Anti-brain antibodies in PANDAS versus uncomplicated streptococcal infection

Piero Pavone, Rio Bianchini, Enrico Parano, Gemma Incorpora, Renata Rizzo, Luigi Mazzone, Rosario R. Trifiletti

Research output: Contribution to journalArticle

Abstract

The objective of this study was to assess brain involvement through the presence of antineuronal antibodies in Pediatric Autoimmune Neuropsychiatric Disorders Associated with Streptococcus (PANDAS) and in uncomplicated active Group A streptococcal infection. We compared serum antibrain antibody to human basal ganglia sections assessed by indirect tissue immunofluorescence in two groups: a PANDAS group, comprised of 22 patients (mean age 10.1 years; 20 male, 2 female) who met strict National Institutes of Mental Health diagnostic criteria for PANDAS and had clinically active tics or obsessive-compulsive disorder, or both; and a GABHS control group consisting of 22 patients (mean age 9.1 years; 15 mol/L, 7 female) with clinical evidence of active Group A β-hemolytic streptococcal (GABHS) infection confirmed by throat culture and elevated antistreptolysin O titers but without history or clinical evidence of tics or obsessive-compulsive disorder. We observed positive anti-basal ganglia staining (defined as detectable staining at 1:10 serum dilution) in 14/22 patients in the PANDAS group (64%) but only 2/22 (9%) in the GABHS control group (P <0.001, Fisher's exact test). These results suggest that antibrain antibodies are present in children with PANDAS that cannot be explained merely by a history of GABHS infection.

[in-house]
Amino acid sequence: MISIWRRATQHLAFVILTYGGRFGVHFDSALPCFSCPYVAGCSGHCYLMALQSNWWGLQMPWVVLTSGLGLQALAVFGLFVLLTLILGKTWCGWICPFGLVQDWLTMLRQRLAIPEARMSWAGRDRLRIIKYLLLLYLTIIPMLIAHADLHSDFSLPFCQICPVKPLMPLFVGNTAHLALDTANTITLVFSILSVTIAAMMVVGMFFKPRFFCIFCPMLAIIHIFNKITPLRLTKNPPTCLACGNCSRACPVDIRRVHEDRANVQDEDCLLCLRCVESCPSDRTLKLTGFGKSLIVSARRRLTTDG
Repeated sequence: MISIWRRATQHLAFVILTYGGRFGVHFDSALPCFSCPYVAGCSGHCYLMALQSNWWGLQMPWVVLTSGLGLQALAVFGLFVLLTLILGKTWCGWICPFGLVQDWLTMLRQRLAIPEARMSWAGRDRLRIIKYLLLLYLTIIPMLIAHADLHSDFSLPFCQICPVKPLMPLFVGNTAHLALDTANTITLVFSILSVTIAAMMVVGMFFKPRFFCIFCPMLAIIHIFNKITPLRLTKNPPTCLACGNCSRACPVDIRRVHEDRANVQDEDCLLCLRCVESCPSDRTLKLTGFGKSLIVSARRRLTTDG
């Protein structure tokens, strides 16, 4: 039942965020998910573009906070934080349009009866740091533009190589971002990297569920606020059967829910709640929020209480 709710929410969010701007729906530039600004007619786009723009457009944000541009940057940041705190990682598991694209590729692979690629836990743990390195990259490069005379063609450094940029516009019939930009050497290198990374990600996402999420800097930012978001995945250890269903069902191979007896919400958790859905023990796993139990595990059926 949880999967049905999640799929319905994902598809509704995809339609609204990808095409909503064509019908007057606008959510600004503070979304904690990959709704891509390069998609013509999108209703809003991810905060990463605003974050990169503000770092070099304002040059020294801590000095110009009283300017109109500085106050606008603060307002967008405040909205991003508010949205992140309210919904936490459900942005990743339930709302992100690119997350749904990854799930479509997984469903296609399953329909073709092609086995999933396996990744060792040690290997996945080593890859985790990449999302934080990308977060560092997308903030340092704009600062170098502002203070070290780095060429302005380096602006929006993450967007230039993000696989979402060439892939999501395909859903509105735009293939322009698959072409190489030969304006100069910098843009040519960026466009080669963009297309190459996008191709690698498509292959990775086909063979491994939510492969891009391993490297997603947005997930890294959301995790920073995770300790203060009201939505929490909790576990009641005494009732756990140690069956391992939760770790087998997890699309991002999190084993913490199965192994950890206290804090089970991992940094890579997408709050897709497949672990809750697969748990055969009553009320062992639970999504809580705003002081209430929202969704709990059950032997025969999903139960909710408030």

Original languageEnglish
Pages (from-to)107-110
Number of pages4
JournalPediatric Neurology
Volume30
Issue number2
DOIs
Publication statusPublished - Feb 2004

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ASJC Scopus subject areas

  • Clinical Neurology
  • Pediatrics, Perinatology, and Child Health
  • Developmental Neuroscience
  • Neurology

Cite this

Pavone, P., Bianchini, R., Parano, E., Incorpora, G., Rizzo, R., Mazzone, L., & Trifiletti, R. R. (2004). Anti-brain antibodies in PANDAS versus uncomplicated streptococcal infection. Pediatric Neurology, 30(2), 107-110. https://doi.org/10.1016/S0887-8994(03)00413-2